There are many times when I feel like we’re on the same page here. Maybe we chat about the change of seasons, or really good chocolate, or a book I’m reading that you’ve also heard of. Maybe we talk about summer travel plans, or cherry blossom trees, or how to balance work and life in a relatively sane way. But I have a hunch that we’re not on the same page with what I want to talk about here today. I’m willing to guess that, for most of you, you’re far beyond me on this one. It’s true: unbeknownst to me, I’ve been left terribly behind. This thing I speak of? Gardening. Or the backyard in general. Really, let’s be honest: I’m talking about plain and simple yard work.
For most of my adult life, I’ve lived in city apartments. Whether it was in downtown Boston, little-bit more suburban Brookline, San Francisco, or Denver, I haven’t had much space to stretch out my gardening limbs and give it a go. Here in Seattle, we have a pretty sizeable backyard and outside of all the major grocery stores and nurseries, there are edible plant sales, gardening tools and wheelbarrows on display. Clearly, it’s time to stock up! Well, as I soon discovered, this is easier said than done. I decided to check out the nursery on a random weekday last week so I wouldn’t be fighting the super efficient, clog-wearing, slightly intimidating weekend gardening crowd. I got a cup of coffee on the way, the sun was out — I was feeling good. This feeling lasted all of 9.2 seconds until I stepped into the nursery and realized I had no idea what to buy. No clue. I started taking photos of tools and sending them to my mom: Is this what people use to weed things?
Instead of texting back, she called immediately. Were you not paying attention all those years I was outside in the yard? Apparently not. It became clear to us both pretty quickly that it wasn’t so much that I didn’t know anything about gardening, I didn’t know much about the yard. Period. Soil baffled me. Compost confused me. I ended up buying a hoe, a lopper (my new favorite word), a watering can, some potting soil, a trowel (basically a hand shovel, for all you city non-gardening folks), some grass seed, and a big shovel. I was set. I came home and got to work, putting on my old Converse and pouring a big glass of fizzy water to take out to the yard with me. I was going to whip it into shape, surely, in a matter of hours with all of these great tools. Well it turns out it takes much longer than a few hours. It turns out it can be kind of lonely, discouraging work (I’m going to try music next time. And much more fizzy water. Maybe a cookie or two as well). When I put a few hours into something, whether it be writing, baking, running–whatever, it’s nice to see something in return. I don’t feel like this whole new world I’ve entered into is keeping up its end of the bargain. The Yard Waste bin fills up too fast, I notice some weeds missing for sure, but our yard looks pretty much the same.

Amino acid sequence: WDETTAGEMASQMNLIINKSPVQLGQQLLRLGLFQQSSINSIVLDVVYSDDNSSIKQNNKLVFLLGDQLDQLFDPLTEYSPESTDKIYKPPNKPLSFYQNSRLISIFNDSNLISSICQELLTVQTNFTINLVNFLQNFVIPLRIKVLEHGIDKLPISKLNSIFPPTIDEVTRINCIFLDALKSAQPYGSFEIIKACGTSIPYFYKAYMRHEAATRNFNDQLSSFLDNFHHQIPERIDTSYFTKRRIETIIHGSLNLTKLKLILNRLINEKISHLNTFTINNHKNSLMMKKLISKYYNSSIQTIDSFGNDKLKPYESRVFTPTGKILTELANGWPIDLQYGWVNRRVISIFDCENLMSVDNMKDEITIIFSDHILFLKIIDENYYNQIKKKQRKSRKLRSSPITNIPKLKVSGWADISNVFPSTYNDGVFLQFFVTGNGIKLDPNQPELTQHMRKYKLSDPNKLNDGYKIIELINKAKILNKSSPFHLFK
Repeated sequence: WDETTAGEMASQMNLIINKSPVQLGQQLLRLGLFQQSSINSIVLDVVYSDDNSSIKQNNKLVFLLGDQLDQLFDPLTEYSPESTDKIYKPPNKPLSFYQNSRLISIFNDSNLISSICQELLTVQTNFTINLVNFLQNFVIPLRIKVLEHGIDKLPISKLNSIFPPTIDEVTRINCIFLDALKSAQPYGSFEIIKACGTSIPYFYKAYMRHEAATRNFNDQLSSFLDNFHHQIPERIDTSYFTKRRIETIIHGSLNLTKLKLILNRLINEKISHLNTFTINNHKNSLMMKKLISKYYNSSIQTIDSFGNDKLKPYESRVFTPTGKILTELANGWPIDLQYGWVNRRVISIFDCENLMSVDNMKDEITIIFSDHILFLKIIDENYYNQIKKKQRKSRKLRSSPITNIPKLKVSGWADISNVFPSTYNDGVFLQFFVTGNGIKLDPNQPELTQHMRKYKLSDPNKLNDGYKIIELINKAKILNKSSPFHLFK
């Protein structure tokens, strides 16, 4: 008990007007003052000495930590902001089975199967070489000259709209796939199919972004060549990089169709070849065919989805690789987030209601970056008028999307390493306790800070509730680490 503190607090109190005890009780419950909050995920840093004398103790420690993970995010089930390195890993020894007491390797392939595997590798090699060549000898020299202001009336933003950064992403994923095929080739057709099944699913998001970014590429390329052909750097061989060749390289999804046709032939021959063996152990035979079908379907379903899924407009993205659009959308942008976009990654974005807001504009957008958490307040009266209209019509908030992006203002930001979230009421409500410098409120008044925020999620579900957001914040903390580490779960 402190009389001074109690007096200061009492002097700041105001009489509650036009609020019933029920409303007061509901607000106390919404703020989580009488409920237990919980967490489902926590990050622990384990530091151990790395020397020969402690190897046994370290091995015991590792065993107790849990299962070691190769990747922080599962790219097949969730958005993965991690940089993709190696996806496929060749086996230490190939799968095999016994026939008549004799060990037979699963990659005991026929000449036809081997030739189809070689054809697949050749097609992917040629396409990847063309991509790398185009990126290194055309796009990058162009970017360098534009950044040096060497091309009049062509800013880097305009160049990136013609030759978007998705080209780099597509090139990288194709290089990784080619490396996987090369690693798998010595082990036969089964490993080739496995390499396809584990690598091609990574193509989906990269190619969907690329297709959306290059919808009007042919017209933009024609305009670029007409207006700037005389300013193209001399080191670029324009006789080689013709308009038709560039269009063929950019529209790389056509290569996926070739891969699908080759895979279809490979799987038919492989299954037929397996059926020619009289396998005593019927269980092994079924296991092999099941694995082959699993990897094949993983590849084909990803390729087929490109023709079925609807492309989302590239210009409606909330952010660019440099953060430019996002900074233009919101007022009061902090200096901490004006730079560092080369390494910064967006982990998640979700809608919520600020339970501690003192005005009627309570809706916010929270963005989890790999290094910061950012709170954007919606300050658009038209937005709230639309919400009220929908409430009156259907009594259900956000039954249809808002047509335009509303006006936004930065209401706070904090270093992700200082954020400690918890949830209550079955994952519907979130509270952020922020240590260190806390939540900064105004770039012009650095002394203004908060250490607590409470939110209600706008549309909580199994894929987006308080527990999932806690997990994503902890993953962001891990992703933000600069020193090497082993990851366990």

But, hey. Our lawn is mowed, I’ve planted herbs and they’re sitting on top of this great outdoor table I found at Goodwill for $9.25. That’s the start right there, yes? We have big plans to build some raised beds in the next two weeks and I really want to grow kale and carrots (do carrots grow here? Anyone? Anyone?). I’ve reserved a few gardening books at the library and am trying not to get prematurely discouraged by talks of zones, perennial-ness, and rain cycles. It’s a whole new world, for sure. I’m trying my very hardest to put my conquer-it-in-one-day, first child mentality aside here and think of this more like a marathon than a sprint. This one’s going to take awhile. Our yard might not look like our neighbor’s yard for quite some time. If you’re one of the many friends planning a visit this summer, you may want to bring your hiking boots to navigate your way around back there. Or at the very least, maybe bring your trowel and I’ll put you to work.
I wish I could tell you that I used our own herbs for this recipe, but I didn’t. Although I’m most confident in a few weeks time, I’ll be able to. This recipe I’m sharing with you today is a fantastic lunch recipe. I popped it in the oven around noon the other day, made Heidi’s Tuscan Kale Salad, heated up some bread and we had a pretty fine lunch for a Wednesday. This is the first recipe I’ve made from An Everlasting Meal and I’m eager to try a few more (the Thai-fried rice is up next, I’m thinking). I’ve mentioned Tamar Adler’s book here before; her recipes are more narrative than prescriptive and rely on a more intuitive, stress-less approach to cooking. She encourages using up what you have laying around the kitchen and teaching yourself around the kitchen by doing and relying on what you already know. Trusting yourself more. So this recipe is appropriate for today as it’s very much in the spirit of the backyard project: we’re working with what we’ve got, and learning as we go. Much easier when fueled with hot, herbed cheese, I guarantee you.
For this recipe, I added more herbs than Tamar Adler calls for and decided to throw in a handful of capers at the very end. Serve with big hunks of bread and salad. Or use as a dip with your favorite crackers or chip
Adapted from: An Everlasting Meal
Heat the oven to 425 F.
Mix all the ingredients together in a medium bowl. Add salt until it tastes a little less seasoned than you’d like: A lot of water will evaporate when this bakes, so you don’t want to over season it ahead of time. Spread the mixture into a 9-inch pie plate and bake it in the middle of the oven for 35-38 minutes. The top will develop a toasted brown skin and inflate slightly and then deflate when you take it out.
Serve warm with crusty bread and salad. It’s also great served cold or room temperature and will keep, if covered and refrigerated, for a good 2 days after it’s made.
Winter Soups and Stews